Creating Connections With Pocket Neighborhoods at Community Gardens
Opened in October 2018, Community Gardens is a 50-unit affordable senior development built in the pedestrian-focused "pocket neighborhood" style in Springfield, Ohio. A "pocket neighborhood" is a small grouping of units arranged around shared outdoor space within a larger development; the design encourages social interaction and a strong sense of community. Each of Community Gardens’ freestanding rental houses has its own covered front porch and attached garage and was designed for comfortable aging in place. The $10.4 million project, built on a site that was once a hospital, was developed by the Neighborhood Housing Partnership of Greater Springfield (NHP) and the Buckeye Community Hope Foundation.
Community Hospital to Community Gardens
In 2010, two hospitals in Springfield, Community Hospital and Mercy Medical Center, merged to create Community Mercy Health Partners, which launched its Springfield Regional Medical Center in the city’s downtown the following year. Even as the new hospital brought investment to Springfield’s center, the nearly seven acres of vacant land left after the demolition of the 1930s-era Community Hospital buildings in 2013 presented a different opportunity in East Springfield’s Grandview neighborhood. NHP, a local affordable housing nonprofit, partnered with the Buckeye Community Hope Foundation, a regional nonprofit developer, to purchase the parcel. The partnership broke ground on the project in August 2017.
The size of the property allowed the developers to build a spacious, low-density development using Seattle architect Ross Chapin’s pocket neighborhood concept. In accordance with this style, Community Gardens’ 50 freestanding, 2-bedroom, ranch-style houses are arranged in clusters of 8 to 12 homes, all facing a shared green space. To further promote social interaction and community building, each unit has a covered front porch, offering a private space that opens into the shared green space. To minimize the presence of cars and foster a sense of security among residents, each house has an attached garage facing the access road, leaving the “pocket” of the neighborhood vehicle-free. The single-story houses are fully accessible with zero steps and a walk-in shower to allow residents to age comfortably in place. “This is a perfect transition for someone leaving their long-term home to a smaller, more accessible space,” explained Tina Koumoutsos, special projects coordinator for NHP. In addition, the development is Enterprise Green Communities certified, and each unit is equipped with ENERGY STAR® appliances.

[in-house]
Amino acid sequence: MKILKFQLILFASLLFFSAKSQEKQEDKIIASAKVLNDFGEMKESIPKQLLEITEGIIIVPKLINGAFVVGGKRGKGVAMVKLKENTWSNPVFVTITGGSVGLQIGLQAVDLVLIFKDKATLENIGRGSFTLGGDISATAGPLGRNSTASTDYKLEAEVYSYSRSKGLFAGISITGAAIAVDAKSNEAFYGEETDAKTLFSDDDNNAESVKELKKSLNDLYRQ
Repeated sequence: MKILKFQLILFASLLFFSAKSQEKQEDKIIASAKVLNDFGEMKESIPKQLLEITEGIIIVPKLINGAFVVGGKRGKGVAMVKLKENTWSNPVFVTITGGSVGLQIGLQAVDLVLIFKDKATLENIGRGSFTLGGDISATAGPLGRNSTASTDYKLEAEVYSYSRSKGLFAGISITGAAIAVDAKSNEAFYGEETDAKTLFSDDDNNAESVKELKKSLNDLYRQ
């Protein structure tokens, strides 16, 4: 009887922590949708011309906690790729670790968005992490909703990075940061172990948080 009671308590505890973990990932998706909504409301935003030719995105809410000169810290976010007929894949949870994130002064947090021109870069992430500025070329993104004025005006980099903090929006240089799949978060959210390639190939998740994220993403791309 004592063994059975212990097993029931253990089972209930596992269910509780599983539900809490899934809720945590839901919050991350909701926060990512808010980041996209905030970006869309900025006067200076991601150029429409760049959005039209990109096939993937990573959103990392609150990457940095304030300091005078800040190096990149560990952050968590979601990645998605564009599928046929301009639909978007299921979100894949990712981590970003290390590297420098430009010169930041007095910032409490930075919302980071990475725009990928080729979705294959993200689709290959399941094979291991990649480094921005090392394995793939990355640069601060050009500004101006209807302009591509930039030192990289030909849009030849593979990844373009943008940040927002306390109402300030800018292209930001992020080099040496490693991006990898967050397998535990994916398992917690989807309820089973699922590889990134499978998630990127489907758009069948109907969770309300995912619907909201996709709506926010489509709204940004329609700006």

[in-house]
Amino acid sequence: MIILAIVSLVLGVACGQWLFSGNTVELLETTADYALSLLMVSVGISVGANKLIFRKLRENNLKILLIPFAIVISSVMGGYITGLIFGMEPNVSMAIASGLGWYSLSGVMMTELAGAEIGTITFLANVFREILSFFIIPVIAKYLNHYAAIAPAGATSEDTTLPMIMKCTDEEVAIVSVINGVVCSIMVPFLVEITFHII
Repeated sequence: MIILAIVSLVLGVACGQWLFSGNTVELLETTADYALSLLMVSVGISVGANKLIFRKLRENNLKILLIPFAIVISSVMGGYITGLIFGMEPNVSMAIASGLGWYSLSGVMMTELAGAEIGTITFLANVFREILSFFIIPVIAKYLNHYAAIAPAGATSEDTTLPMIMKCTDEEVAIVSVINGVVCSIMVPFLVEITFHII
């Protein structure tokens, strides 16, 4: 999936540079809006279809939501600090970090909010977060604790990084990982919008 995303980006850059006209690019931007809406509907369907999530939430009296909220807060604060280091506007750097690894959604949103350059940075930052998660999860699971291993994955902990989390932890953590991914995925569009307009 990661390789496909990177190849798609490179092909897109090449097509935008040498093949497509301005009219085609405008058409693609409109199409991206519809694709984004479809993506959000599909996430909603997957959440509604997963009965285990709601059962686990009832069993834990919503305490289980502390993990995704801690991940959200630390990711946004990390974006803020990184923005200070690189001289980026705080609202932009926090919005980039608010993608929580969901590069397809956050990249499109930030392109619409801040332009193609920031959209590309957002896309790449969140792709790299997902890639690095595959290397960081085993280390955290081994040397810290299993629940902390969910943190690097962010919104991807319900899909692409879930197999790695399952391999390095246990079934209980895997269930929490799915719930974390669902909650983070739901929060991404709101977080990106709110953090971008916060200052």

Eligible tenants of the development are low-income seniors aged 55 and older. Of the 50 total units, 30 are open to tenants earning up to 60 percent of the area median income (AMI), 12 are available for tenants earning up to 50 percent of AMI, and 8 are reserved for tenants earning 30 percent of AMI or less. Demonstrating the considerable need for this kind of housing in Springfield, Community Gardens received more than 500 applications in its first few weeks after opening.
The development’s primary amenities are in its outdoor spaces. In addition to acres of interconnected walking trails, Community Gardens has ample shared green space, a gazebo, and a playground. “You might find it a little odd to include a playground in a senior housing development,” remarked Koumoutsos, “but we included it in order to accommodate grandchildren and other visitors so that they can enjoy the outdoors with residents.” This emphasis on open space and outdoor recreation also helps foster connections among neighbors, staving off the isolation and loneliness that sometimes accompany aging. Although the developers originally planned to include an onsite health clinic, they were unable to secure a hospital partnership for this purpose. Instead, NHP partnered with United Senior Services to engage a nurse who visits monthly and helps residents monitor chronic health conditions.